Playoff hockey pools score big with fans

“Pools were always happening,” says Huw Cawthorn, general manager of, the most popular fantasy sports website in Canada.

“People were always doing pools so with the Internet it has just made it easier.”

All four major professional sports leagues now provide their own fantasy websites for fans to capitalize on the growing trend.

Cawthorn says May’s success in selecting her team is indicative of the unpredictable nature of hockey pools. Anyone can win.

“Picking players who are reliable and consistent is important,” he says.

“But you can pick the best player, and he gets hurts and gets no points. It can totally throw people off. That’s what makes it exciting.”

Cawthorn estimates that 1.2 million Canadians participate in sports pools every year, with more than 600,000 logging on to

He says playoff hockey pools are more popular than regular season pools because of the condensed time frame. For a small fee, the website keeps track of statistics and standings for participants.

Two of those online “poolies” are Chris Wilson and Luke Banks. They take part in a more complicated hockey pool that combines both the regular season and playoffs.

Each says they spend way too much time researching information on players.

“I wake up every day and check the stats,” says Wilson, who even found time to log onto the Internet while traveling through remote parts of South America in the fall, just so he could check on the players in his pool.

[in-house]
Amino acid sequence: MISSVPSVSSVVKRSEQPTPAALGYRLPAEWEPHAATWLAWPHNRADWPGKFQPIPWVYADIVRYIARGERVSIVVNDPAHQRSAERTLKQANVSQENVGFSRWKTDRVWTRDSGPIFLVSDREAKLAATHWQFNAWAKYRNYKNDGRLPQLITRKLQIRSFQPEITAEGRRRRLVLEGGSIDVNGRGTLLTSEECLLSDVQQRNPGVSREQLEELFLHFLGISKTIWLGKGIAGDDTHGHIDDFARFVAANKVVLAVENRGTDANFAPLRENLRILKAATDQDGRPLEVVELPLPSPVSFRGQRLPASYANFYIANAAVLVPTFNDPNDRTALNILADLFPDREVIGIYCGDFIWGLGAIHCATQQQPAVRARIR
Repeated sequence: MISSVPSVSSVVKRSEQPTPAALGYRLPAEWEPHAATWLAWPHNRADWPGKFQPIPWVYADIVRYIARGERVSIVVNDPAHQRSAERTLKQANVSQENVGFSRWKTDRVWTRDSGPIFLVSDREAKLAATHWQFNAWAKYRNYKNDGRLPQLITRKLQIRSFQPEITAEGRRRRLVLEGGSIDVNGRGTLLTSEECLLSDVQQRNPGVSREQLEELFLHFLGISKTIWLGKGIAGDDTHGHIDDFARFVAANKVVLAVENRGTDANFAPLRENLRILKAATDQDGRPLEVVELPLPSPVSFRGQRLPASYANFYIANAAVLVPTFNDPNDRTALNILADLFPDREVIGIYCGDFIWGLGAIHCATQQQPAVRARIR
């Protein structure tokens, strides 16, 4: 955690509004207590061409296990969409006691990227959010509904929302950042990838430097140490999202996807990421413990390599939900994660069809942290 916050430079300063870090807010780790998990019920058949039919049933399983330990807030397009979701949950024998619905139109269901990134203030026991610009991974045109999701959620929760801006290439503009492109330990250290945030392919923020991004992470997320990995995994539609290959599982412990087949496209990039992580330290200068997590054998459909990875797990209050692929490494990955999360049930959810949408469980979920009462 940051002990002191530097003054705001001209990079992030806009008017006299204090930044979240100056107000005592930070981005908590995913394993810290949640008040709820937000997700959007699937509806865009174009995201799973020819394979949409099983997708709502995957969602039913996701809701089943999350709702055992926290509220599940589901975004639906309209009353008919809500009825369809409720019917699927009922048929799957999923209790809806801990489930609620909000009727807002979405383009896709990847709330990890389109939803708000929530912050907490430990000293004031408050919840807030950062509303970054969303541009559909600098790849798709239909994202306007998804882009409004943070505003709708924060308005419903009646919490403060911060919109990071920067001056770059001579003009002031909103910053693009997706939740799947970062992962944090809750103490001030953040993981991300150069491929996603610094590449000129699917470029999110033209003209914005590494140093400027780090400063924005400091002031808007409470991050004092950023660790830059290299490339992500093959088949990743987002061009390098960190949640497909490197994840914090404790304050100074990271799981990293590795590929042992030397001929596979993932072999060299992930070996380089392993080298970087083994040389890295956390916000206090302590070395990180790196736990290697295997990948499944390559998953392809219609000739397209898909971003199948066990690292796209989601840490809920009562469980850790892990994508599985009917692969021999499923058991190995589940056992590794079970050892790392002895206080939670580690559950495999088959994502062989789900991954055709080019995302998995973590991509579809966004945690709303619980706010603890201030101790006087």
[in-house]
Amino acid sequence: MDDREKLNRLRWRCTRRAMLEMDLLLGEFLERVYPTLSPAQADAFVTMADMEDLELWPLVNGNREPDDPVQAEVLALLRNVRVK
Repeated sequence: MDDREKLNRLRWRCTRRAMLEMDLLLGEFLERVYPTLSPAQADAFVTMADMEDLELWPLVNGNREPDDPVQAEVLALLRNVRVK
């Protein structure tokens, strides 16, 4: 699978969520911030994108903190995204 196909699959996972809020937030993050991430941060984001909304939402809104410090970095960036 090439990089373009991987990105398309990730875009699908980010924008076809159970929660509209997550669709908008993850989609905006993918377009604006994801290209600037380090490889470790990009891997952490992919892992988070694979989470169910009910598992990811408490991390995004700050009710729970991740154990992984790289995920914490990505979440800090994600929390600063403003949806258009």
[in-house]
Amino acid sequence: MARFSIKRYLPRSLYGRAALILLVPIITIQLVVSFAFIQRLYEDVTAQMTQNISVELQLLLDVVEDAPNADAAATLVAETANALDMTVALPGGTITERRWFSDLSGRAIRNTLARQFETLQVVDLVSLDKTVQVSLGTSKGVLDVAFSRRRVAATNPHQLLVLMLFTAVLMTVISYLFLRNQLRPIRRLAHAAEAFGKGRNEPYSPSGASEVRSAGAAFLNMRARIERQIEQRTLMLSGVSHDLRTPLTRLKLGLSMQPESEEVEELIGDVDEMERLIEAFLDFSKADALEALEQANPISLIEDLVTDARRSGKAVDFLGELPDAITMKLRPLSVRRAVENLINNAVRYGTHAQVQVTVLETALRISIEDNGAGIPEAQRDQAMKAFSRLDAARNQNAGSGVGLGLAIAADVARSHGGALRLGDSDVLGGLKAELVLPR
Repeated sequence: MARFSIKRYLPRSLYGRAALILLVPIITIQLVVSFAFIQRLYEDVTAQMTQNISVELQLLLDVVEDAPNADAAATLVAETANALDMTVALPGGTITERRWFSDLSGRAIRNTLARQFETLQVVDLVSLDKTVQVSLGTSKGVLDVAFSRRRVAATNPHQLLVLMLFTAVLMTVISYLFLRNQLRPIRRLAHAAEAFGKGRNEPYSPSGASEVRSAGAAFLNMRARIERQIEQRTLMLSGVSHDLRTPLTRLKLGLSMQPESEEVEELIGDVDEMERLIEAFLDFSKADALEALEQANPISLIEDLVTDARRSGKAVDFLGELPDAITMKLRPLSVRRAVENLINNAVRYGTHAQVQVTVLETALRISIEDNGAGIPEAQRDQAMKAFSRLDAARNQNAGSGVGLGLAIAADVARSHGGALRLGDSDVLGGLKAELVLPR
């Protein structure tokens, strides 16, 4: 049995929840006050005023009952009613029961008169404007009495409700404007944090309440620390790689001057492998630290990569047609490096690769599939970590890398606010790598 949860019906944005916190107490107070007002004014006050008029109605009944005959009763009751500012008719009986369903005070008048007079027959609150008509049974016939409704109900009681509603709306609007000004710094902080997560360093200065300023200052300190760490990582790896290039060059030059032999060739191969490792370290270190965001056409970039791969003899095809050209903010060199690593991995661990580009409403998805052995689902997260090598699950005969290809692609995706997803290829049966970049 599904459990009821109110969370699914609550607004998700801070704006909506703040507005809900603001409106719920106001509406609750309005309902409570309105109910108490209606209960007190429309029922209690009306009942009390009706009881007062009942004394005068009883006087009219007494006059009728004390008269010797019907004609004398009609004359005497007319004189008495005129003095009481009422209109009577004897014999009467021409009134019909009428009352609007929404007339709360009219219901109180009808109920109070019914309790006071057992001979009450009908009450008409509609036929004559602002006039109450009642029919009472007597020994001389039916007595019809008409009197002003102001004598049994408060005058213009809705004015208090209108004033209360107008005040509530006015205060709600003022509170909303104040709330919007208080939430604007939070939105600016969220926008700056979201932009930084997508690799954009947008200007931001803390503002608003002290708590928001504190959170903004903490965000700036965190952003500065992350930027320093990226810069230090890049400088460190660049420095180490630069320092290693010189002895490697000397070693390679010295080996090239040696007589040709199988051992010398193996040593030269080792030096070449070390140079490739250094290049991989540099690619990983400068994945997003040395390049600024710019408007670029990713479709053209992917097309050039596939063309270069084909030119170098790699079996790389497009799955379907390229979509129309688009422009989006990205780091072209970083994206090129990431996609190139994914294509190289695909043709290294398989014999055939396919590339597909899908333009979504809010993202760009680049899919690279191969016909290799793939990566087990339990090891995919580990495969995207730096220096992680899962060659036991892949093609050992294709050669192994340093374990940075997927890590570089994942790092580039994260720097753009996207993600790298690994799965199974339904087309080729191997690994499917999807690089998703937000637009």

Banks says winning isn’t the most important thing about hockey pools, although he does admit he’s in last place.

He says it makes NHL games more interesting.

“For me I don’t care about Nashville at all,” says Banks. “But I have a few players in my pool who play for Nashville, so I’ll watch because they can get me points.”

Wilson agrees about the appeal of pools.

“It’s not about winning money, it’s about competition and camaraderie,” he says.

“I love talking hockey with Luke or my brothers. It’s always good conversation and it’s really more like a hobby.”

May says she gained an appreciation for hockey pools last year, not only because she won, but because of the excitement.

“It did make it a lot more interesting because the Sens were out,” she says. “It was fun watching players on teams that I wouldn’t have been cheering for.”

May says she’s not sure if she’ll keep the same height-related strategy for this year’s pool, but the champ doesn’t seem overly concerned.

“I feel some pressure to repeat, but I haven’t thought about it much yet.”